Digestin, which took eight years of
work and ve boxes of paperwork to
become a legally recognized medicine.
Dziugas Meskelevicius of Vilnius
University, Lithuania presented
“Traditional Tibetan Medicine as
a Potential Source of Agents for
the Treatment of Glioblastoma
Multiforme: A Controlled, Cell
Culture Based Pilot Study,” which
focused on a project he carried out
in collaboration with the Men–Tee–
Khang. Meskelevicius applied two
Tibetan medicines usually used for
cancer patients on animal cancer
cell cultures that “died” with the
treatment. The mechanism of
whether this happened through
killing cancer cells directly or
perhaps through increasing the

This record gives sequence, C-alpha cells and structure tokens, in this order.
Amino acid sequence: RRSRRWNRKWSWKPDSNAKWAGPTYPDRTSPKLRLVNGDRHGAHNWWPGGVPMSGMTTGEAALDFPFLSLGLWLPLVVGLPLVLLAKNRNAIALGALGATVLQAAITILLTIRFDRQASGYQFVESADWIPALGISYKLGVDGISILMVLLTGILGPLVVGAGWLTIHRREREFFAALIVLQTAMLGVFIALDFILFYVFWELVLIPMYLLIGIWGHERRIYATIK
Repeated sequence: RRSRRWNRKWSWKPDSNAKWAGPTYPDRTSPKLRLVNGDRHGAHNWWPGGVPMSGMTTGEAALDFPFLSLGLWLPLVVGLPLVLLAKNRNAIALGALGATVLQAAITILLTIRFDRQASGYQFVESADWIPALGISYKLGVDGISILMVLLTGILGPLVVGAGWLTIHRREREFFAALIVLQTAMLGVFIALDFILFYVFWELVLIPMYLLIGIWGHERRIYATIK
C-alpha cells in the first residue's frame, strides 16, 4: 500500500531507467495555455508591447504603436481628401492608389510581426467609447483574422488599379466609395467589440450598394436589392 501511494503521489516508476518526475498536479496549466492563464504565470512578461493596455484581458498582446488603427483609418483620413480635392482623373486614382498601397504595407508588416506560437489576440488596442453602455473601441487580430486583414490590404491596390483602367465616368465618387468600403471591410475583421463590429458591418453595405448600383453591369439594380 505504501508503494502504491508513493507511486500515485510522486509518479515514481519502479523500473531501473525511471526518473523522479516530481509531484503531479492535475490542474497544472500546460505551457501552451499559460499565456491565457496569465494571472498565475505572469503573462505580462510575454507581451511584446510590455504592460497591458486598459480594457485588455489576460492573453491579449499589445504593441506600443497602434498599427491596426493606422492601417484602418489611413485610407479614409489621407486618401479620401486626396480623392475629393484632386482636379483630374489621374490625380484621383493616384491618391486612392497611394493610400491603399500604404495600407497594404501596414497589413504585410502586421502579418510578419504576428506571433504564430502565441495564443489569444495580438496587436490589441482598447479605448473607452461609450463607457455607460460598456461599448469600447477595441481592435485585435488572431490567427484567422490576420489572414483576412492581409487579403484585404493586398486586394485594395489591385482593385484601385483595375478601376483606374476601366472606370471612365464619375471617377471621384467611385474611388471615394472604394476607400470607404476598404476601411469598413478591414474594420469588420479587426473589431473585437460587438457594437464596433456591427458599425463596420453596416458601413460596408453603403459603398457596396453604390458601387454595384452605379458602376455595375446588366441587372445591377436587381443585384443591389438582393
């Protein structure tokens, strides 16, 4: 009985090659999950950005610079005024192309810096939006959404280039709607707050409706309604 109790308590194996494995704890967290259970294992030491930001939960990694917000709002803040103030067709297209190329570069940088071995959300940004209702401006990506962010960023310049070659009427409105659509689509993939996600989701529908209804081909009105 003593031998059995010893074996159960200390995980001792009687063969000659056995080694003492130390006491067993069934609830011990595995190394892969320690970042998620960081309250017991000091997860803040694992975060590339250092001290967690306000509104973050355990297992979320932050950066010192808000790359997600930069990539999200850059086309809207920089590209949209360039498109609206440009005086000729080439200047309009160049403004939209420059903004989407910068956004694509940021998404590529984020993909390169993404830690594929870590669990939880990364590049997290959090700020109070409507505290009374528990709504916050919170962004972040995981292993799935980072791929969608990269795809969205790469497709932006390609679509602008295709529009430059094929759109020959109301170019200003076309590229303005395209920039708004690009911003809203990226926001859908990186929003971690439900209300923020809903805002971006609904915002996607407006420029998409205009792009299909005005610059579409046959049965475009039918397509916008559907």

immunity of patients to be able to
attack cancer cells themselves could
not (yet) be established.
The Men–Tsee–Khang–trained
physician Namgyal Qusar, who
established the Qusar Tibetan
Healing Centre near Dharamsala,
presented a study that he carried
out with colleagues in Germany
on the relationship between diet,
obesity, and heart disease and was
published in the International Journal
of Cardiology (2013, vol. 168, issue 2).
His presentation, “Weight Reduction
in Patients with Coronary Artery
Disease: Comparison of Traditional
Tibetan Medicine and Western Diet,”
suggested that a wholesome Tibetan
diet was more effective in reducing
weight, BMI, and total cholesterol
levels in patients suffering from
coronary artery disease and
metabolic syndrome.
Marie T. Nicolas, a French researcher
and educationist, analyzed the
different elds of knowledge involved
when teaching “science” and
compared these with Tibetan medical
ways of imparting knowledge,